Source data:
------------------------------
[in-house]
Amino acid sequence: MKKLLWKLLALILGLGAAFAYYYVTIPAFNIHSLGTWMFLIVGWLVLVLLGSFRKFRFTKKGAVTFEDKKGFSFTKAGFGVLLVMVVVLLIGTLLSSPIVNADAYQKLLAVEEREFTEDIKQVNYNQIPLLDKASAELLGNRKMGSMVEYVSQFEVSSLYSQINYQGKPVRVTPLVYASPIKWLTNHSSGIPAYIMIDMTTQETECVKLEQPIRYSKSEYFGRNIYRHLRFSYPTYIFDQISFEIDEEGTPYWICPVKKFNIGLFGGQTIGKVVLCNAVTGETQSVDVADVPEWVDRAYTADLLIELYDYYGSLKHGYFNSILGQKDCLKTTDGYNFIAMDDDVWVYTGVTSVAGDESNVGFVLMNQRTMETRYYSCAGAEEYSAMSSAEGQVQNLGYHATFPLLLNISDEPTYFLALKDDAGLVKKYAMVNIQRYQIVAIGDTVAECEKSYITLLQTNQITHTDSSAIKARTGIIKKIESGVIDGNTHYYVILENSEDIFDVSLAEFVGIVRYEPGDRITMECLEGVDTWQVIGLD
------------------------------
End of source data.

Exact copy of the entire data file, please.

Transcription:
[in-house]
Amino acid sequence: MKKLLWKLLALILGLGAAFAYYYVTIPAFNIHSLGTWMFLIVGWLVLVLLGSFRKFRFTKKGAVTFEDKKGFSFTKAGFGVLLVMVVVLLIGTLLSSPIVNADAYQKLLAVEEREFTEDIKQVNYNQIPLLDKASAELLGNRKMGSMVEYVSQFEVSSLYSQINYQGKPVRVTPLVYASPIKWLTNHSSGIPAYIMIDMTTQETECVKLEQPIRYSKSEYFGRNIYRHLRFSYPTYIFDQISFEIDEEGTPYWICPVKKFNIGLFGGQTIGKVVLCNAVTGETQSVDVADVPEWVDRAYTADLLIELYDYYGSLKHGYFNSILGQKDCLKTTDGYNFIAMDDDVWVYTGVTSVAGDESNVGFVLMNQRTMETRYYSCAGAEEYSAMSSAEGQVQNLGYHATFPLLLNISDEPTYFLALKDDAGLVKKYAMVNIQRYQIVAIGDTVAECEKSYITLLQTNQITHTDSSAIKARTGIIKKIESGVIDGNTHYYVILENSEDIFDVSLAEFVGIVRYEPGDRITMECLEGVDTWQVIGLD